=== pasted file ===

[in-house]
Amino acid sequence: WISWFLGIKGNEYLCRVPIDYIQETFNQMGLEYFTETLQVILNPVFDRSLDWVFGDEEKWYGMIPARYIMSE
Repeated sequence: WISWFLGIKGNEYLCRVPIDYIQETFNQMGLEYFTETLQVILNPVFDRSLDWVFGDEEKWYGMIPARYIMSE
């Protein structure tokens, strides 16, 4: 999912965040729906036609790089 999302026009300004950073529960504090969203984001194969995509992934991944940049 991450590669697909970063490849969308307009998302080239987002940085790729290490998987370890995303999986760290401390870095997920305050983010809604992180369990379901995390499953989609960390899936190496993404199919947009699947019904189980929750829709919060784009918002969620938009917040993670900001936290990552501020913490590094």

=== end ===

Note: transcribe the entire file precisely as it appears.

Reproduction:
[in-house]
Amino acid sequence: WISWFLGIKGNEYLCRVPIDYIQETFNQMGLEYFTETLQVILNPVFDRSLDWVFGDEEKWYGMIPARYIMSE
Repeated sequence: WISWFLGIKGNEYLCRVPIDYIQETFNQMGLEYFTETLQVILNPVFDRSLDWVFGDEEKWYGMIPARYIMSE
């Protein structure tokens, strides 16, 4: 999912965040729906036609790089 999302026009300004950073529960504090969203984001194969995509992934991944940049 991450590669697909970063490849969308307009998302080239987002940085790729290490998987370890995303999986760290401390870095997920305050983010809604992180369990379901995390499953989609960390899936190496993404199919947009699947019904189980929750829709919060784009918002969620938009917040993670900001936290990552501020913490590094």